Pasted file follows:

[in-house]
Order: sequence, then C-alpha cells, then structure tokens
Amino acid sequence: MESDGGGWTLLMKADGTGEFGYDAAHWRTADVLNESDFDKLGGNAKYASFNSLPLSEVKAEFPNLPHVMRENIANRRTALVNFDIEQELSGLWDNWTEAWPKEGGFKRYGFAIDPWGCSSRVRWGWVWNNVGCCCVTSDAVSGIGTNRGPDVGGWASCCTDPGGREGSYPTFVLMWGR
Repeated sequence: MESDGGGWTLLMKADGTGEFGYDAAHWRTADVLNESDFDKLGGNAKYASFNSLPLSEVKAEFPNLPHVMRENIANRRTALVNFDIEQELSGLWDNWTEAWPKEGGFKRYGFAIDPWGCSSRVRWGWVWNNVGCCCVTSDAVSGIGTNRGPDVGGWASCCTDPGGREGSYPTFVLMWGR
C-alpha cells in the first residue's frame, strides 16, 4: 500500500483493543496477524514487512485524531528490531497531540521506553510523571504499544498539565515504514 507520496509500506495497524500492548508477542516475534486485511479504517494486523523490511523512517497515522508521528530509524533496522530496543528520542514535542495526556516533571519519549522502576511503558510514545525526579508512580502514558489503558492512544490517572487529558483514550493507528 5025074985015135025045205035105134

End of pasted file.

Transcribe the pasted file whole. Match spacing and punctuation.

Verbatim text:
[in-house]
Order: sequence, then C-alpha cells, then structure tokens
Amino acid sequence: MESDGGGWTLLMKADGTGEFGYDAAHWRTADVLNESDFDKLGGNAKYASFNSLPLSEVKAEFPNLPHVMRENIANRRTALVNFDIEQELSGLWDNWTEAWPKEGGFKRYGFAIDPWGCSSRVRWGWVWNNVGCCCVTSDAVSGIGTNRGPDVGGWASCCTDPGGREGSYPTFVLMWGR
Repeated sequence: MESDGGGWTLLMKADGTGEFGYDAAHWRTADVLNESDFDKLGGNAKYASFNSLPLSEVKAEFPNLPHVMRENIANRRTALVNFDIEQELSGLWDNWTEAWPKEGGFKRYGFAIDPWGCSSRVRWGWVWNNVGCCCVTSDAVSGIGTNRGPDVGGWASCCTDPGGREGSYPTFVLMWGR
C-alpha cells in the first residue's frame, strides 16, 4: 500500500483493543496477524514487512485524531528490531497531540521506553510523571504499544498539565515504514 507520496509500506495497524500492548508477542516475534486485511479504517494486523523490511523512517497515522508521528530509524533496522530496543528520542514535542495526556516533571519519549522502576511503558510514545525526579508512580502514558489503558492512544490517572487529558483514550493507528 5025074985015135025045205035105134